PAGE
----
Jobs Don't Stress Most Older Workers
WEDNESDAY Nov. 21, 2007 -- Older American workers appear to have relatively low levels of job-related stress, a new study shows.
A team of University of Michigan researchers examined 2006 data on 1,544 people ages 53 to 85 who worked at least 20 hours per week.
Of the study participants, just over half were male, 87 percent were white, about 8 percent were black, and 7 percent were Hispanic. Overall, they had an average of 14 years of education.
"In general, older workers did not report high levels of work-related stressors," Gwenith Fisher, a researcher at the U-M Institute for Social Research, said in a prepared statement.
The study found that only 15 percent of study participants said their work often or almost all the time interfered with their personal lives.
"Many older workers are empty-nesters," Fisher noted. "They don't have the same work-personal conflicts that younger and middle-aged workers deal with, juggling responsibilities to children along with their jobs and personal needs."
Among other findings from the study: Two percent of the workers said their personal lives interfered with their jobs; slightly more than 50 percent agreed that they have competing demands being made on them at work; and 47 percent said that time pressures are a source of job stress.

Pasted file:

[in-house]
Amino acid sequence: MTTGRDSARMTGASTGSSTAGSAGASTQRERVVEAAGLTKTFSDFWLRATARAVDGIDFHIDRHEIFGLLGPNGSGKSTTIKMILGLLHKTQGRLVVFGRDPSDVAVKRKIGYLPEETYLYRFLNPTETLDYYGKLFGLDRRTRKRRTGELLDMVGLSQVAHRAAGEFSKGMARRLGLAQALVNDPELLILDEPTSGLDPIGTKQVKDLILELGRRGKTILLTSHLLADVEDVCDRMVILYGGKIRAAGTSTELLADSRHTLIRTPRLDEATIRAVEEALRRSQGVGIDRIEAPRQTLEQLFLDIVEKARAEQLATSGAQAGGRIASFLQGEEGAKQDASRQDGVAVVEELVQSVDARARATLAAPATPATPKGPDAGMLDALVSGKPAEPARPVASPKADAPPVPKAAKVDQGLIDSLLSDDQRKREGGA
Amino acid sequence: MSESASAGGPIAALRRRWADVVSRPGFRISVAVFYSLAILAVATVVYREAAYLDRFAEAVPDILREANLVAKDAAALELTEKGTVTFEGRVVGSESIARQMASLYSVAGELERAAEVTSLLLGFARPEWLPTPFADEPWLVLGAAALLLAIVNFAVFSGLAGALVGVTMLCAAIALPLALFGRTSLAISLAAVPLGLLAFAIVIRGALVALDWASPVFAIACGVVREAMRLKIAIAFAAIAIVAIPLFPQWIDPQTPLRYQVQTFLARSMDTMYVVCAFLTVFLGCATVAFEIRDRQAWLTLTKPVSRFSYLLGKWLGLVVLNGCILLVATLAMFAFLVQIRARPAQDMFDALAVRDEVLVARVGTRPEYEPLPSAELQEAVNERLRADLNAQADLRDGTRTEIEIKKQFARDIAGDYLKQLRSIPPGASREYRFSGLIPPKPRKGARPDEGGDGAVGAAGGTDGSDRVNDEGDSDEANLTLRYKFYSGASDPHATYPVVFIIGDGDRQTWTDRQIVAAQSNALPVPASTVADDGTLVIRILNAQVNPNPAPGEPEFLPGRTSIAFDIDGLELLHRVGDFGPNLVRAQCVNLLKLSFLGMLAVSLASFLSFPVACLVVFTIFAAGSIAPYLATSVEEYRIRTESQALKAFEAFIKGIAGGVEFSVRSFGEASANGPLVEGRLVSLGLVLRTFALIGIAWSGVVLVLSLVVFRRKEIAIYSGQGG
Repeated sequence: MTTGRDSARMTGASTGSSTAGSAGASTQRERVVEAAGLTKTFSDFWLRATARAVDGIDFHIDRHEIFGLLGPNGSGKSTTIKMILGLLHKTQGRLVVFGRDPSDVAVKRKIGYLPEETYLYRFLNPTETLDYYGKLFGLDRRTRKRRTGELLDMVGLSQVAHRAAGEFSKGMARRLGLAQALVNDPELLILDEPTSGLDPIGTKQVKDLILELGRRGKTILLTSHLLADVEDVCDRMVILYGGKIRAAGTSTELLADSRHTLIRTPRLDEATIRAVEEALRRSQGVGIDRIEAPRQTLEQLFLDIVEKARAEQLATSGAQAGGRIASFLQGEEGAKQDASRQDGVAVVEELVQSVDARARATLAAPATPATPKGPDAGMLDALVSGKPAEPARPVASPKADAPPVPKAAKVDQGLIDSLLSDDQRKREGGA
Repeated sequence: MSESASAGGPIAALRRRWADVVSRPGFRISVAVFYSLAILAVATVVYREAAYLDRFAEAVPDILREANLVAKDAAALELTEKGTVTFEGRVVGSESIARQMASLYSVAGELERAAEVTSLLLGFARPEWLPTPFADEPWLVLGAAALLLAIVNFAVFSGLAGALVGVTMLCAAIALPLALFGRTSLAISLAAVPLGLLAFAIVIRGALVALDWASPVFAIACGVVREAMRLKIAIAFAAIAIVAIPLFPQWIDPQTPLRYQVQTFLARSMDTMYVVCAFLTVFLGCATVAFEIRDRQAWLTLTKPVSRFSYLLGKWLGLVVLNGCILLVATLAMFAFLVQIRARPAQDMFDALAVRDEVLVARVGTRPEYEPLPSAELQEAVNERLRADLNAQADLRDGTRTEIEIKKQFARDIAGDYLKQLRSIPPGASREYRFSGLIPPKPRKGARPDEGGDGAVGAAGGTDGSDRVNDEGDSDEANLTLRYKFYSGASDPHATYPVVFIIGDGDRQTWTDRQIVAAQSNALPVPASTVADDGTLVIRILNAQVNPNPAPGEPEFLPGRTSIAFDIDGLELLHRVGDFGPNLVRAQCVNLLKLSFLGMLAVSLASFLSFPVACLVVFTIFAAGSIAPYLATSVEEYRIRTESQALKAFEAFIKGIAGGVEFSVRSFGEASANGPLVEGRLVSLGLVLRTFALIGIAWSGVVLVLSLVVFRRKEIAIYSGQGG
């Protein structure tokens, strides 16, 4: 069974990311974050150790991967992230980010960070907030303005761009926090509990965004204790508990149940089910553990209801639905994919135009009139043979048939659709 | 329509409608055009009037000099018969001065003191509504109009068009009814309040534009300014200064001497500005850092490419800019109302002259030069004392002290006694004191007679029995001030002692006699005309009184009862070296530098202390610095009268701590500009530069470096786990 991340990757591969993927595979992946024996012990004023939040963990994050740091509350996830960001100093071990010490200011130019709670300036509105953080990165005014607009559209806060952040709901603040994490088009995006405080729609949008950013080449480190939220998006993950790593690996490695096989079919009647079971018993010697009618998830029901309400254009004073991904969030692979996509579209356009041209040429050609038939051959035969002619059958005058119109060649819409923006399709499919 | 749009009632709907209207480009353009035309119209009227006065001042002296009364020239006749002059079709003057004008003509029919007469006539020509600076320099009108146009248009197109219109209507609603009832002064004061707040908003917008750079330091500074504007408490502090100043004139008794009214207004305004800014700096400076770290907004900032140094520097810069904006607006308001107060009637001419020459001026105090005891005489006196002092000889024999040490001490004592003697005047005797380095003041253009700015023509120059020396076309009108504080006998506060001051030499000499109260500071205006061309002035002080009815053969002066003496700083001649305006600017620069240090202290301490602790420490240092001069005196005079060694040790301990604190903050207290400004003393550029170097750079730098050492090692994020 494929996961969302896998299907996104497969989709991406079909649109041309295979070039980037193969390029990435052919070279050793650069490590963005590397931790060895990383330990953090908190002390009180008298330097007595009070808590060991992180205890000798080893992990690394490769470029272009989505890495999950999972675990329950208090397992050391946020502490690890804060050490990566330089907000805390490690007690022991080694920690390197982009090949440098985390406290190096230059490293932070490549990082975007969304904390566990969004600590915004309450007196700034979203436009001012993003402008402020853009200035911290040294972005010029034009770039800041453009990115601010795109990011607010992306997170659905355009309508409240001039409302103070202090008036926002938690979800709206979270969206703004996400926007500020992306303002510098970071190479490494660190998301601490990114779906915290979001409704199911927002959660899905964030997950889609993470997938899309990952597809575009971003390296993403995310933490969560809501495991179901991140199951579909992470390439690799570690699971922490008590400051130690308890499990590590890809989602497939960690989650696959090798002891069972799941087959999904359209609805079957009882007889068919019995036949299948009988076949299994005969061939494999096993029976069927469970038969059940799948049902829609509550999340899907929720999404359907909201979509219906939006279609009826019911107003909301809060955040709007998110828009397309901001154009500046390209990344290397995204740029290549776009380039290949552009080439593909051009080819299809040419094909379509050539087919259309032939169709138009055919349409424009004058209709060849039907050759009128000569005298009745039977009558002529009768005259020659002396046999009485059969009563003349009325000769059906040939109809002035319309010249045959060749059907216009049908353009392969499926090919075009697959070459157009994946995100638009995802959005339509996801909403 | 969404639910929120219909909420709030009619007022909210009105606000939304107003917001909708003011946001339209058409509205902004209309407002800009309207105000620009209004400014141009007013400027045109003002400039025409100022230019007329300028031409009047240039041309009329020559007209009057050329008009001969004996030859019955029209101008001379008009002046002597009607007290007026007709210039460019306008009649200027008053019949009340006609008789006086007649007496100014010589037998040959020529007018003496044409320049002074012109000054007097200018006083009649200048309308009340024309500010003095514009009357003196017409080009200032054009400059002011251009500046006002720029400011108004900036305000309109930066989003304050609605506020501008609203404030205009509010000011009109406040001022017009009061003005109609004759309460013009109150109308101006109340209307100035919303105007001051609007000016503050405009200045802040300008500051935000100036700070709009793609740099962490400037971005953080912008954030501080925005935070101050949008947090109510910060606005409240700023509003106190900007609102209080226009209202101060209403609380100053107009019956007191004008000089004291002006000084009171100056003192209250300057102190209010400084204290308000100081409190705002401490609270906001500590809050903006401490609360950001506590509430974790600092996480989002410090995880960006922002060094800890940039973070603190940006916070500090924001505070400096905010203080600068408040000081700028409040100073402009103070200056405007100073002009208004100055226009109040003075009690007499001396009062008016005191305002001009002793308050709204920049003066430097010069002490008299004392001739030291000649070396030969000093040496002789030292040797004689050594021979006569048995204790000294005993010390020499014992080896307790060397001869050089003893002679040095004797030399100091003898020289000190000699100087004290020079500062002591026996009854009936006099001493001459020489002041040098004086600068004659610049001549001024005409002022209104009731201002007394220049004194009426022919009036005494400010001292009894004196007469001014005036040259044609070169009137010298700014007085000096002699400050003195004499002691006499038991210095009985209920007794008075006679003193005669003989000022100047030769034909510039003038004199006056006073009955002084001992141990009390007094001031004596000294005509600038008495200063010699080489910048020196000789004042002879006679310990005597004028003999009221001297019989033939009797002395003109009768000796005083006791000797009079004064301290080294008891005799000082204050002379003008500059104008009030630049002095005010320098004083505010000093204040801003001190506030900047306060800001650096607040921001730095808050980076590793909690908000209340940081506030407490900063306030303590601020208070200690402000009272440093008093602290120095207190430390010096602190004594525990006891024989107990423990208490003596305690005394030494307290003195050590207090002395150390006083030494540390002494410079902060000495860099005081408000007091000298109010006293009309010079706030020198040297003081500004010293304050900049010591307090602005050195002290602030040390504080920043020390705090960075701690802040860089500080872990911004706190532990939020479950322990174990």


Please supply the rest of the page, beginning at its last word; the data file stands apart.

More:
Only 19 percent said they have poor job security.
"Given what we know about the extent of age discrimination at work and the current economic climate regarding unemployment, this is a surprisingly low number," Fisher said.
She and her colleagues also found that workers who experience less job stress are more satisfied with their life and have better overall physical health than those with higher levels of work stress.
The study was presented at the annual meeting of the Gerontological Society of America, in San Francisco.
There's more on work stress at the American Psychological Association.
Posted: November 2007
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